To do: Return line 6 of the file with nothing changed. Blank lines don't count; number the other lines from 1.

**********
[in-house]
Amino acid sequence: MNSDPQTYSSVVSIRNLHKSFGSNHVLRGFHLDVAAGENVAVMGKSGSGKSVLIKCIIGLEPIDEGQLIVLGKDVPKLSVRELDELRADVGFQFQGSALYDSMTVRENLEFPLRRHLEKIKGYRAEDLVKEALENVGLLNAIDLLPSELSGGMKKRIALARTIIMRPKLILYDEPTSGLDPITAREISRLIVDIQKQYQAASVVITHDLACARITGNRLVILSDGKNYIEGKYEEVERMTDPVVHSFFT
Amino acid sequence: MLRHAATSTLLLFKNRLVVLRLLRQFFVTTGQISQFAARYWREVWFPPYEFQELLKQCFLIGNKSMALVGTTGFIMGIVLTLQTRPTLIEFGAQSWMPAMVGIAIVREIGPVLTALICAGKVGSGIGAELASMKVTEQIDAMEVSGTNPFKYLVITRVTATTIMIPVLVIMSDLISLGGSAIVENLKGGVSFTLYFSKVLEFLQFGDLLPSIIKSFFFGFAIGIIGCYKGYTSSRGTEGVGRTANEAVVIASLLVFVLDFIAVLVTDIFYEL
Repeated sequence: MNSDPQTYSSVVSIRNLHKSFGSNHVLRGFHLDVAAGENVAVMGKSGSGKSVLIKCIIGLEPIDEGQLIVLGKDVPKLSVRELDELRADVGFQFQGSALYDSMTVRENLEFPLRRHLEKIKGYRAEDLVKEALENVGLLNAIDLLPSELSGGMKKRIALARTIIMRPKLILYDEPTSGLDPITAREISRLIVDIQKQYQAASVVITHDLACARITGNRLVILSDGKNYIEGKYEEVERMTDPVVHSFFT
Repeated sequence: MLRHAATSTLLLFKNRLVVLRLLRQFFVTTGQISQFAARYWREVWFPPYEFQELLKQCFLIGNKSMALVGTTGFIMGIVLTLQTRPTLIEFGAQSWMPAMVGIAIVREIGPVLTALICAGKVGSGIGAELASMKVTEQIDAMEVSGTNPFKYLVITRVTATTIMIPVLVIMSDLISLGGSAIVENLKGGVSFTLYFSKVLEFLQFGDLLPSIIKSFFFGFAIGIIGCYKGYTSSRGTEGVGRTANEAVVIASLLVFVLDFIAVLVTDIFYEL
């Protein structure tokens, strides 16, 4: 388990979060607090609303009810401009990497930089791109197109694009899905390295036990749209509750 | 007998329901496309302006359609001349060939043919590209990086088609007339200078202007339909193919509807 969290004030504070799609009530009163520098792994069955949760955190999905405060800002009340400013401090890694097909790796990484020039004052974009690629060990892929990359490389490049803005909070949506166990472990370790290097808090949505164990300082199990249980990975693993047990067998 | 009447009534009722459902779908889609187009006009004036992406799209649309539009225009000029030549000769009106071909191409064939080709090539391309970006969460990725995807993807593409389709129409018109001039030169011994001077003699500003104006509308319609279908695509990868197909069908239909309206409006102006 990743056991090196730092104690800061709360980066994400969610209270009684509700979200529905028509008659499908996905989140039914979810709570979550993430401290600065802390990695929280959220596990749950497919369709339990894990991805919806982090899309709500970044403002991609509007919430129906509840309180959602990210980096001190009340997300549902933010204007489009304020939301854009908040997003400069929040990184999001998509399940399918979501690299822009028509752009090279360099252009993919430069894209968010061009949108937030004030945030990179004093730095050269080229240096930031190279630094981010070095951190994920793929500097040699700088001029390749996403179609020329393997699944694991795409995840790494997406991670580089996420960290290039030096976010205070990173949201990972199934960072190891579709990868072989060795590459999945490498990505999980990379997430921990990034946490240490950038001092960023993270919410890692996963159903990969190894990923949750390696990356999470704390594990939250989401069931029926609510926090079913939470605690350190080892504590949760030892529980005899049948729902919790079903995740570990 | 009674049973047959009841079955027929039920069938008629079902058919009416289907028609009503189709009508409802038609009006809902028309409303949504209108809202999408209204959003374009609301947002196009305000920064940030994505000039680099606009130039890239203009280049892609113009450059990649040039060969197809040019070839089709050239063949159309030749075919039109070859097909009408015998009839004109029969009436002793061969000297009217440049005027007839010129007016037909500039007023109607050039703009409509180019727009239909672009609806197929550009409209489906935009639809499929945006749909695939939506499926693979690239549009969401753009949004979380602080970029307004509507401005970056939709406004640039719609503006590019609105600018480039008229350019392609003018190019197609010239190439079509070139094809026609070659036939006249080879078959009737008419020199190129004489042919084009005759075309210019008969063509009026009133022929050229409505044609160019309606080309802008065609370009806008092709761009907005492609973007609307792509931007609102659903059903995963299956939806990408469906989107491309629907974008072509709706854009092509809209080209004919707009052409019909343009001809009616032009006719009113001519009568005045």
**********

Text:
């Protein structure tokens, strides 16, 4: 388990979060607090609303009810401009990497930089791109197109694009899905390295036990749209509750 | 007998329901496309302006359609001349060939043919590209990086088609007339200078202007339909193919509807 969290004030504070799609009530009163520098792994069955949760955190999905405060800002009340400013401090890694097909790796990484020039004052974009690629060990892929990359490389490049803005909070949506166990472990370790290097808090949505164990300082199990249980990975693993047990067998 | 009447009534009722459902779908889609187009006009004036992406799209649309539009225009000029030549000769009106071909191409064939080709090539391309970006969460990725995807993807593409389709129409018109001039030169011994001077003699500003104006509308319609279908695509990868197909069908239909309206409006102006 990743056991090196730092104690800061709360980066994400969610209270009684509700979200529905028509008659499908996905989140039914979810709570979550993430401290600065802390990695929280959220596990749950497919369709339990894990991805919806982090899309709500970044403002991609509007919430129906509840309180959602990210980096001190009340997300549902933010204007489009304020939301854009908040997003400069929040990184999001998509399940399918979501690299822009028509752009090279360099252009993919430069894209968010061009949108937030004030945030990179004093730095050269080229240096930031190279630094981010070095951190994920793929500097040699700088001029390749996403179609020329393997699944694991795409995840790494997406991670580089996420960290290039030096976010205070990173949201990972199934960072190891579709990868072989060795590459999945490498990505999980990379997430921990990034946490240490950038001092960023993270919410890692996963159903990969190894990923949750390696990356999470704390594990939250989401069931029926609510926090079913939470605690350190080892504590949760030892529980005899049948729902919790079903995740570990 | 009674049973047959009841079955027929039920069938008629079902058919009416289907028609009503189709009508409802038609009006809902028309409303949504209108809202999408209204959003374009609301947002196009305000920064940030994505000039680099606009130039890239203009280049892609113009450059990649040039060969197809040019070839089709050239063949159309030749075919039109070859097909009408015998009839004109029969009436002793061969000297009217440049005027007839010129007016037909500039007023109607050039703009409509180019727009239909672009609806197929550009409209489906935009639809499929945006749909695939939506499926693979690239549009969401753009949004979380602080970029307004509507401005970056939709406004640039719609503006590019609105600018480039008229350019392609003018190019197609010239190439079509070139094809026609070659036939006249080879078959009737008419020199190129004489042919084009005759075309210019008969063509009026009133022929050229409505044609160019309606080309802008065609370009806008092709761009907005492609973007609307792509931007609102659903059903995963299956939806990408469906989107491309629907974008072509709706854009092509809209080209004919707009052409019909343009001809009616032009006719009113001519009568005045």